At a preview of one of 20th Century Fox’s biggest movies of the year, Alien: Covenant (opening in May), star Katherine Waterston teased details of her hotly anticipated film, which she confirms will see her taking over from original Alien star Sigourney Weaver in battling extraterrestrials.
Speaking after a press screening in Los Angeles of a nail-biting scene in which the aliens first appear, she says she was terrified when she first saw the footage despite appearing in it herself.
“It freaks me out. I can’t handle scary movies at all. You don’t think about having to watch it,” says the 36-year-old actress, who starred in the recent Harry Potter spin-off, Fantastic Beasts And Where To Find Them.
In the upcoming film, she, Michael Fassbender, James Franco and Billy Crudup play crew members on the Covenant, a ship sent to colonise a remote planet.
It is a follow-up to 2012’s Prometheus, which was the first prequel to the original Alien series of horror/science-fiction movies from 1979 to 1997.
Waterston, daughter of Law & Order star Sam Waterston, also offers a glimpse at how legendary director Ridley Scott, who made the iconic films Blade Runner (1982), Thelma & Louise (1991) and Gladiator (2000), works – he is remarkably laissez-faire when it comes to his actors.
During their initial meeting, she recalls, he had said: “I like to shoot two takes of each scene and get on with the day, and come in on time and under budget, and take the cast out to dinner at night. Does that sound good to you? I don’t want to get in your way – you’ll read the script, you’ll know what to do.”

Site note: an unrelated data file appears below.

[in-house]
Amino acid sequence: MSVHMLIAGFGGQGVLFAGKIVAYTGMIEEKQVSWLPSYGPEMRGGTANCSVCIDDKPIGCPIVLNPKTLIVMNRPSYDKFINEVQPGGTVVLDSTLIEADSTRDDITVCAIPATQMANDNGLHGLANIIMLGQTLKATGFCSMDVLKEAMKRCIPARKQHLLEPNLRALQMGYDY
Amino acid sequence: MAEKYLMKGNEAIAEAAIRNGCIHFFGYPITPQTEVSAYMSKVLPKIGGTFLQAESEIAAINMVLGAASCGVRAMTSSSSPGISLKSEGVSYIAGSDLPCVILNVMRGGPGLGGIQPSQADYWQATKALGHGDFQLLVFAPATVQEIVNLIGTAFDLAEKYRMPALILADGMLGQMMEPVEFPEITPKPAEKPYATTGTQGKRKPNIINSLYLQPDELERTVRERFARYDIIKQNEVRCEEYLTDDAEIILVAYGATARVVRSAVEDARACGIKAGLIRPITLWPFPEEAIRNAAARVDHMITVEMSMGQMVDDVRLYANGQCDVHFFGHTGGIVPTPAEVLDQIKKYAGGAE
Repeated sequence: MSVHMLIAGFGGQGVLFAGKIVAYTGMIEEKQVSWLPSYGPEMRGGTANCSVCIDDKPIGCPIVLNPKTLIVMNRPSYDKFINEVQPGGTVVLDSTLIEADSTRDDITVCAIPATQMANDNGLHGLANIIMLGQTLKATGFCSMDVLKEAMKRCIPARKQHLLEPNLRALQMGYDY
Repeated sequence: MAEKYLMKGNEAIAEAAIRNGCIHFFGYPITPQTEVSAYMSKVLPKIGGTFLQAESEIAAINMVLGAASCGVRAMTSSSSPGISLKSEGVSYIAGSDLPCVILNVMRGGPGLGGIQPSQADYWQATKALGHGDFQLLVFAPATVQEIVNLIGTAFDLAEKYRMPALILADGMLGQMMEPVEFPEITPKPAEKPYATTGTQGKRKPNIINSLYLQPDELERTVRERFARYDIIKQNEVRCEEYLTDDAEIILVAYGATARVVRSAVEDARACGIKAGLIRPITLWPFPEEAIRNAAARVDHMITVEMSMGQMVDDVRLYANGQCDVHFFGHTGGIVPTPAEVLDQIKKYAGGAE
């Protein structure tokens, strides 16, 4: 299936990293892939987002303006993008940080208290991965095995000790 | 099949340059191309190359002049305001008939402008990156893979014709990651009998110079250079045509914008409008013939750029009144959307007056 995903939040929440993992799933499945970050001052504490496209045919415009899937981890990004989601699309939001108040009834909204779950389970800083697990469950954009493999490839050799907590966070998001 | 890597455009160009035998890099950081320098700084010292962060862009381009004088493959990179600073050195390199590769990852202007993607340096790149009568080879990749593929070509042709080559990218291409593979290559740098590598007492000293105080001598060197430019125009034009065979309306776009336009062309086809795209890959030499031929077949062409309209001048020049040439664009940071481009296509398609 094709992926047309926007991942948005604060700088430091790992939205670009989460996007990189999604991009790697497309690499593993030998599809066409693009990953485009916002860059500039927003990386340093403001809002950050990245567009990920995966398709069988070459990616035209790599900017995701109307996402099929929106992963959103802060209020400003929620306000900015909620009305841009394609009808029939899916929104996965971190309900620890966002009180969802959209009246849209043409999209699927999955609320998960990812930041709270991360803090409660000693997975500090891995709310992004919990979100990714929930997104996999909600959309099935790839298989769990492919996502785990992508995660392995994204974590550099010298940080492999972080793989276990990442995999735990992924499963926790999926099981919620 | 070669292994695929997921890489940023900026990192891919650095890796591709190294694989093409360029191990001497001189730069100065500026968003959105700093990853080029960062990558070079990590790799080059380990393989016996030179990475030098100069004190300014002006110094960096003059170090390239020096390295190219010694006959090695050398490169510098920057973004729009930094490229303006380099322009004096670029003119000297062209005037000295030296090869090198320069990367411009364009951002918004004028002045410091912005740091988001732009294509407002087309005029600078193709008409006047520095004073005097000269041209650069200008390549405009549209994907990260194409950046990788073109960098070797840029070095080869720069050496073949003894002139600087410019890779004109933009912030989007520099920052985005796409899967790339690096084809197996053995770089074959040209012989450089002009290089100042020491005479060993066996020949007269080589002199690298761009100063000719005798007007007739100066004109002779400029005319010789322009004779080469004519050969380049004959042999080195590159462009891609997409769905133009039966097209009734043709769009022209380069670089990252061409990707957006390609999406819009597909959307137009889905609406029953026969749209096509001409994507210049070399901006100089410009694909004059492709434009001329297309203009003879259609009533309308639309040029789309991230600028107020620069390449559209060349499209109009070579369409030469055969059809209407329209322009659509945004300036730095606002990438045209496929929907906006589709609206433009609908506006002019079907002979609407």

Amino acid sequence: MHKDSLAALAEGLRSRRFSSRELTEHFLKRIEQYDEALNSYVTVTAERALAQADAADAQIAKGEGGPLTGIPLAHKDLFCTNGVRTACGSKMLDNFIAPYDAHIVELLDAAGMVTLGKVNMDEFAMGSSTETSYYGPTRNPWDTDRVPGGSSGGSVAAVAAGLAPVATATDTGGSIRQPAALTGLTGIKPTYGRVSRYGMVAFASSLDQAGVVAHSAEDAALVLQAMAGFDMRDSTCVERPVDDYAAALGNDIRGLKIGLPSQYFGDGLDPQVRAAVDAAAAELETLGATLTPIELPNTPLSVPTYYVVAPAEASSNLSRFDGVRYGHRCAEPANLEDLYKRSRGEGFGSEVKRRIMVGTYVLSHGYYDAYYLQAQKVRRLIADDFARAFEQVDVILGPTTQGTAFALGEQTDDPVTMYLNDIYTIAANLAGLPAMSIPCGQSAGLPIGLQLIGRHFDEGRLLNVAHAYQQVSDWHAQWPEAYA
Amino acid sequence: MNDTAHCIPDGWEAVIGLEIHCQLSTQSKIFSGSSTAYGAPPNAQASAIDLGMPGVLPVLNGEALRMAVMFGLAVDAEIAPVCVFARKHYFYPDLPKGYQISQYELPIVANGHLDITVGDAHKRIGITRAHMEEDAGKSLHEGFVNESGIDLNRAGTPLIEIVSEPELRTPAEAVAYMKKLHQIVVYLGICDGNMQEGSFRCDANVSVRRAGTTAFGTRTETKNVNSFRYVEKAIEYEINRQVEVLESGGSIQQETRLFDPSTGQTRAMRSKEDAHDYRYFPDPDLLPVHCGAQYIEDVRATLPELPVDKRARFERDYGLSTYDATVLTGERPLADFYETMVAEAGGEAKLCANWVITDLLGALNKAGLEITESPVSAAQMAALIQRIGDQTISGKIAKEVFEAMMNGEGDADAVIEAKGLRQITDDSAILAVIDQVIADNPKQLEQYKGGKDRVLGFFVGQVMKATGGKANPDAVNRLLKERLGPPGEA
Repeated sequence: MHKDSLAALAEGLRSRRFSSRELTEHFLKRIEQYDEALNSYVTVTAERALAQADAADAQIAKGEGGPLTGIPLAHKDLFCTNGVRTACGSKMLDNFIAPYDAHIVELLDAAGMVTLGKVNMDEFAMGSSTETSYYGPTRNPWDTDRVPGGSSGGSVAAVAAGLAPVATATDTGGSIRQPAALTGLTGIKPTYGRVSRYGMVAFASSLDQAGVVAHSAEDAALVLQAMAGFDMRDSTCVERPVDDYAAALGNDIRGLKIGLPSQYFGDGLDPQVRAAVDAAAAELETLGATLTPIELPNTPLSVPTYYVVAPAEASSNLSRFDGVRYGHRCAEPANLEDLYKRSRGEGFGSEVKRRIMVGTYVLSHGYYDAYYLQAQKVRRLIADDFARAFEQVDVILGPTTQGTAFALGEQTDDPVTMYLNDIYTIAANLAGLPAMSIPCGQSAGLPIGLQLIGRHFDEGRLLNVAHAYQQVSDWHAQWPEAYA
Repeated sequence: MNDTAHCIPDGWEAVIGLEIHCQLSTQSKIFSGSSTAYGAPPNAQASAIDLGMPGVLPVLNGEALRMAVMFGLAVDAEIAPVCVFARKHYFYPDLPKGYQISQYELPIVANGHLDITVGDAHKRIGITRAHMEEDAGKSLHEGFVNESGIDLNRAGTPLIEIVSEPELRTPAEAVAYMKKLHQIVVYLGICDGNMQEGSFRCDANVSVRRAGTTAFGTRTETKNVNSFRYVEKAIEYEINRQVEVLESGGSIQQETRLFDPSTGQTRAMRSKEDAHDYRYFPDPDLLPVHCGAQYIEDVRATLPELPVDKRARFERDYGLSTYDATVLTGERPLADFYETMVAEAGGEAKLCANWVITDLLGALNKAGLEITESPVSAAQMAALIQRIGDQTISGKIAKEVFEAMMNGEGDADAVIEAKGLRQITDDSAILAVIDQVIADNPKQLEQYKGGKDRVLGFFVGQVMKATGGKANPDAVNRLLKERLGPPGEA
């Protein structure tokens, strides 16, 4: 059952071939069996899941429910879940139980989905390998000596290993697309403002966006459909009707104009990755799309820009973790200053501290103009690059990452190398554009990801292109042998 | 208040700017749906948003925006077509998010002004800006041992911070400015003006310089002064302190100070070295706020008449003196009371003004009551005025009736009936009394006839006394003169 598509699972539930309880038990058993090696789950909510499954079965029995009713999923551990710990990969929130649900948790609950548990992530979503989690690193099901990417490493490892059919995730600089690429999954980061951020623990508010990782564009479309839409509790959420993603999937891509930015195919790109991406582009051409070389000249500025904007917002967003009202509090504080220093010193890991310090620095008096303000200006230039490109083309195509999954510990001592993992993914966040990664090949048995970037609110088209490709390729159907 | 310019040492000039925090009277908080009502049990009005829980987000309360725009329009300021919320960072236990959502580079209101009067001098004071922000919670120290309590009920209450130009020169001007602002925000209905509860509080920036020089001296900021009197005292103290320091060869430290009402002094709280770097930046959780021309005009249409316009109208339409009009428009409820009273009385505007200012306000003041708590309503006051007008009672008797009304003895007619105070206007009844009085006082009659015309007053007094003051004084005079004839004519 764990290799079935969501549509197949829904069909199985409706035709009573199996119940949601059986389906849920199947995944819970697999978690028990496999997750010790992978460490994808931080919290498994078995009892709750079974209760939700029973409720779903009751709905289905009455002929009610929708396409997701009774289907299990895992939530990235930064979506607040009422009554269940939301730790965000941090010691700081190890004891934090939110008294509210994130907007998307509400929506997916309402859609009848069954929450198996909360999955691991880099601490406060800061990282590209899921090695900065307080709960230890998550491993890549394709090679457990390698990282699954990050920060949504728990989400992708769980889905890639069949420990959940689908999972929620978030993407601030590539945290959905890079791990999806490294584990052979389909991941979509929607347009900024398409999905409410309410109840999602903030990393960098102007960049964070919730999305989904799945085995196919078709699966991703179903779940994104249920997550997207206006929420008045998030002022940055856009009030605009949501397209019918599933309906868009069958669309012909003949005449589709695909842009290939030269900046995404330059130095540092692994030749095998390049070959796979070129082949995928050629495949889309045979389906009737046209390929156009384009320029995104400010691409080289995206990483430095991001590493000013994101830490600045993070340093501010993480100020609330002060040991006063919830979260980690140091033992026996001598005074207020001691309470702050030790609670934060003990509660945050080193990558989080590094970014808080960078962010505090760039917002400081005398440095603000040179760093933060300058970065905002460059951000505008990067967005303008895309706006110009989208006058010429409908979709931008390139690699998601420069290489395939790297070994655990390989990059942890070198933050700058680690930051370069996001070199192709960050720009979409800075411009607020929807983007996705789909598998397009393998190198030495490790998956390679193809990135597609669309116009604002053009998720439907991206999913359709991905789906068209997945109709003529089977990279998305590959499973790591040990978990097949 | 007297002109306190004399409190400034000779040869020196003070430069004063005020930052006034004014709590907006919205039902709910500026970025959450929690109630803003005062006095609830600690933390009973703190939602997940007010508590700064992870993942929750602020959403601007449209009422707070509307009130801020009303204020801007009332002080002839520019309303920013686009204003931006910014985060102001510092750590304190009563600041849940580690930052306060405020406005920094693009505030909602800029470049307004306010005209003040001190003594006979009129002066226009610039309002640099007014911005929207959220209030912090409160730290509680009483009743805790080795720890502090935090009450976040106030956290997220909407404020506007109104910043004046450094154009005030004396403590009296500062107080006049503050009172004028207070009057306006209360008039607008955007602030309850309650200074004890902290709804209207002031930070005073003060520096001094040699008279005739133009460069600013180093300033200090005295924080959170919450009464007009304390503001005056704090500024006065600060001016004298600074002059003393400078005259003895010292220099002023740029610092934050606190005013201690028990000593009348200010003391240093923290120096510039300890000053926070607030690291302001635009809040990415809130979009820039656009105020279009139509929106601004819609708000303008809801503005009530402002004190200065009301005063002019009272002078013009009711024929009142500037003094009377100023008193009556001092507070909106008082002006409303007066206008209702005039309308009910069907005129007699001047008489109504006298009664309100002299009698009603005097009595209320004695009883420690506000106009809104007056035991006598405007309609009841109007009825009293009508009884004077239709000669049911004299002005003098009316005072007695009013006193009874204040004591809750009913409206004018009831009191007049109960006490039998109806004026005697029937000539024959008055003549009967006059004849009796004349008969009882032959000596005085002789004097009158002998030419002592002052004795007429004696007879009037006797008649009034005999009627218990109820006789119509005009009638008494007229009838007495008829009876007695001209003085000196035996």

The actress adds: “And that’s really what it was like – he left us all in our corners to work out what we wanted to do and we’d show it to him.
“If it was terrible, he’d say, ‘That was ****ing terrible’ and we’d do it better. And then we’d go to dinner.”
For her, this approach was the perfect antidote to the darkness of the storyline.
“Actually, making something this dark and twisted, it was really lovely to do it with someone who’s so enthusiastic about what he does and also knows how to drink a martini and have an oyster at the end of the day.”
Scott told Waterston that what motivated him with the Alien movies is that he got “a sick pleasure from sitting in the audience and listening to people scream”.
“And he’s trying to achieve that here,” she says.
The aliens in this instalment – dubbed “neomorphs” – will look different from the ones in the other films, but no less horrifying.
She and the other actors were surrounded by alien images and puppets so they would know exactly how the creatures looked.
“We saw everything ahead of shooting and we did our first read-through in a room where we were surrounded on all sides by disturbing images of the aliens and what they can do to a person. So we were all kind of green at that first reading.
“Then we got to work with a lot of puppets and stuff.”
Asked if fan speculation that her character Daniels – the crew’s terraforming expert – will take over the mantle of Ripley, the alien-fighting heroine played by Weaver in the earlier movies, she says: “I see that parallel for sure.”
But she clarifies that Daniels’ bowl haircut, which fans who saw the trailer instantly likened to Ripley’s 1980s hairdo, is not a nod to the original films.
In fact, the coiff was inspired by Ezra Miller, Waterston’s co-star in Fantastic Beasts And Where To Find Them.
“I had a bob for Fantastic Beasts and I was still shooting that when I got this job. And even before I got this job, I was really drawn to Ezra’s haircut in that film, which is sort of a miniature bowl cut.
“When I got (this job), I saw a wig with Ezra’s hairdo one night and said, ‘Can I just try that on for a second?’ and took a bunch of pictures and convinced Ridley to let me do it for the film.
“So I basically just totally ripped off this Fantastic Beasts hairdo from Ezra, who also put me on tape for this film,” she says, referring to the video-taped audition she submitted for this role. “So I feel like I really should give him half my pay cheque.” – The Straits Times/Asia News Network/Alusin DeSouza